The local people who plan to camp at Douglas County’s newest RV park at the coast want new bathrooms and higher amp electrical service, but they also want camping there to remain inexpensive.
That was some of the feedback Douglas County Parks Director Rocky Houston received Thursday from a small group that gathered for an open house about the Umpqua Dunes RV Park at the Douglas County Courthouse in Roseburg.
The park, formerly known as the Discovery Point RV Park, was purchased by the county in March. County officials hope it will be a revenue generator to pay not only for itself but for improvements and services at other county parks.
The park is primarily used by off-highway vehicle enthusiasts visiting the Oregon Dunes, and Houston said the state has identified Winchester Bay, where the RV park is located, as the number one place in the state that OHV tourists visit.
Houston explained the campground has been used as a recreational site since the 1920s, so maintenance and improvements are needed there, including to the sewer and water lines, and that a few of the facility’s cabins needed to be removed.
He also presented three conceptual drawings of potential redevelopment plans. All would expand the space around individual RV campgrounds.
The plans differ in the number of two-bedroom cabins included, whether a group camping area is included, and whether either one or two retail stores are included.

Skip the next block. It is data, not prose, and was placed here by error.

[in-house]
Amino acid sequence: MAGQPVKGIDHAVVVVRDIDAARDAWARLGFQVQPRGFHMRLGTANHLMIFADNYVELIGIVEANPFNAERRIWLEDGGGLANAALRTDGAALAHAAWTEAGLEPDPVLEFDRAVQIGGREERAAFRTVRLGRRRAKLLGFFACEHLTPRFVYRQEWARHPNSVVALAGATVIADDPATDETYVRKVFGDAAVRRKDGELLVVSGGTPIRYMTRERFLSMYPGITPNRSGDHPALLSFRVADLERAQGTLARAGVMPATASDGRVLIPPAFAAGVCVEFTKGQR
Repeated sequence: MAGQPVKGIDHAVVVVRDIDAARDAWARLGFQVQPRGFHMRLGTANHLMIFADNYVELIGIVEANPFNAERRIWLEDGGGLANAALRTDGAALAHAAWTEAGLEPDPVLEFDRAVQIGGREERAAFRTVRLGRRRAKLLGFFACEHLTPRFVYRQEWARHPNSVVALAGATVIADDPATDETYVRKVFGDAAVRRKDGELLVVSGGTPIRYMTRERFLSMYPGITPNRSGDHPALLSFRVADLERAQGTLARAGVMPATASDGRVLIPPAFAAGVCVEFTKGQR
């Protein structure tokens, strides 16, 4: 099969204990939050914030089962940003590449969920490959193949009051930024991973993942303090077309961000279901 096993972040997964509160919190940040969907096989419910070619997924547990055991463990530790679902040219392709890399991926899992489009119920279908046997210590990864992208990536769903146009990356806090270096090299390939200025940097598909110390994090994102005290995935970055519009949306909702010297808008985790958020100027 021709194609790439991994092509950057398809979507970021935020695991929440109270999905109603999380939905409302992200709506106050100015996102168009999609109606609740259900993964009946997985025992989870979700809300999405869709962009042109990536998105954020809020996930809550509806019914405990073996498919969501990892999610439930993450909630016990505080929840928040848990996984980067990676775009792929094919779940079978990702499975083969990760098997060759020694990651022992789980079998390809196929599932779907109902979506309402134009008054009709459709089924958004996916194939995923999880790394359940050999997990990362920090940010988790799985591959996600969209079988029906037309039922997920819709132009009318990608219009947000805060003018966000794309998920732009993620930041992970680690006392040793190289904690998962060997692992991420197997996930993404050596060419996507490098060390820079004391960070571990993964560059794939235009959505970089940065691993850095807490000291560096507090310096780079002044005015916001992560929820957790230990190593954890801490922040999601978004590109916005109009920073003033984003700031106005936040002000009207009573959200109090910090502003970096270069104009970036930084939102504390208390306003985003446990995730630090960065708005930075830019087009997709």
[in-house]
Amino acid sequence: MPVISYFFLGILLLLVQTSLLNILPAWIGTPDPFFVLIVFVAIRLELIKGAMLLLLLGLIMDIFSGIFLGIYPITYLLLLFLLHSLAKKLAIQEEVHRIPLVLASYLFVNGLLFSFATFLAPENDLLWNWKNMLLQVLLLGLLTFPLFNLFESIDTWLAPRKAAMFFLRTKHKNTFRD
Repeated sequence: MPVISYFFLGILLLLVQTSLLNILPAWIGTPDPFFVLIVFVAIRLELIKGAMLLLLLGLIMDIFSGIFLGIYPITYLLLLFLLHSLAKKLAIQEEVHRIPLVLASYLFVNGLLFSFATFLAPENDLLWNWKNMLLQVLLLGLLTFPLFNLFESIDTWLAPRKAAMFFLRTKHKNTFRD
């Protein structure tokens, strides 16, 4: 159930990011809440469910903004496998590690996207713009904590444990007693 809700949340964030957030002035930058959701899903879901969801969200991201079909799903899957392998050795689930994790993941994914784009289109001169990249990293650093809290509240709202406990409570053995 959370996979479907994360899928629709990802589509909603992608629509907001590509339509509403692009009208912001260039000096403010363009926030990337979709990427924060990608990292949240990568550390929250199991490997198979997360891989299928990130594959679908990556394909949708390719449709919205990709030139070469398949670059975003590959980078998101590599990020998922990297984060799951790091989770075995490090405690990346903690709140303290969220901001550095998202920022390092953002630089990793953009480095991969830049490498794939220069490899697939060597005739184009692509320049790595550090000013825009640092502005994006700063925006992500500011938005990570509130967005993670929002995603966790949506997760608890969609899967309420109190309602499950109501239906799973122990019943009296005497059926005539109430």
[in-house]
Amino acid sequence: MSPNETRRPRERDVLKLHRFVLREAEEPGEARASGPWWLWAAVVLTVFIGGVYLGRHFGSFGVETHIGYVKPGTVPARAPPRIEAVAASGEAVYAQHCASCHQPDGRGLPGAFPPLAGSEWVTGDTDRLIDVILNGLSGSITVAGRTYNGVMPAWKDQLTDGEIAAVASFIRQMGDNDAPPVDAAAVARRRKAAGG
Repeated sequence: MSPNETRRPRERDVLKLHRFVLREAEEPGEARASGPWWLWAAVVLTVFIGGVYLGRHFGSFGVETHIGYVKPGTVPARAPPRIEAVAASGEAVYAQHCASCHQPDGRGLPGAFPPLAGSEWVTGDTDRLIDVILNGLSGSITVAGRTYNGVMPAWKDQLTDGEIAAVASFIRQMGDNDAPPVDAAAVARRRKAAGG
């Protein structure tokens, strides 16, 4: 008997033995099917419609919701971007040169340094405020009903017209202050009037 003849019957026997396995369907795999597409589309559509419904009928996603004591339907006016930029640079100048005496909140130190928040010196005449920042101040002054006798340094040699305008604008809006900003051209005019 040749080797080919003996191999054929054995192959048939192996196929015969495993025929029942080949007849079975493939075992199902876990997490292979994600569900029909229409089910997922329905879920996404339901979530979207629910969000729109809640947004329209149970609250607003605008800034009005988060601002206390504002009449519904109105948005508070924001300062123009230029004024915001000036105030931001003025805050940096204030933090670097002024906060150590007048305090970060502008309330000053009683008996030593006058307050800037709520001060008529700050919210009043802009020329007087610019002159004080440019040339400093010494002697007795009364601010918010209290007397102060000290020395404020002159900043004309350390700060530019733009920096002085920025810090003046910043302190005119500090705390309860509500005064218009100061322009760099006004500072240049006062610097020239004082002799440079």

Houston said the county’s goal is to narrow down the options to a final draft development plan based on the community’s input and to bring that back to the community in February or March along with a cost estimate.
He said he doesn’t have an estimate now of what the cost will be.
This was the second of two open houses the Parks Department has hosted about the RV park, and it also sought feedback through a survey of previous campers.
Participants Thursday placed dot stickers next to the items they preferred on a list of potential priorities. Right away, items like a new restroom and shower building, 50 amp electrical service and RV sites larger than 60 feet emerged as favorites. That was consistent with the feedback from the surveys.
Diana Larson placed a dot next to clean and well-maintained restrooms.
“Restrooms are always a big one. It’s kind of a barometer for any establishment how clean their restrooms are,” she said.
During a question-and-answer session, several issues were raised about the project.
Tim Moyer and D.J. Moyer said they were worried the camping fee would increase to the point that local OHVers would be forced to look to other locations like Coos Bay to camp.
“Looking at these layouts it seems to me that we’re setting up more for a resort style, with (the county) now owning Half Moon Bay, Windy Cove A, Windy Cove B and Umpqua Dunes, and my fear is now we’re going to start pricing local families and (others) out of the park,” Tim Moyer said.
“We want to keep it affordable for Douglas County working families,” D.J. Moyer said.
Houston said the county would try to balance its need to maintain a self-sufficient Parks Department with the need to keep camping affordable.
Alyssa McConnel said instead of offering a retail store onsite, it would be better to direct campers to existing businesses in town, and to create pedestrian pathways or other transportation to encourage campers to patronize local businesses.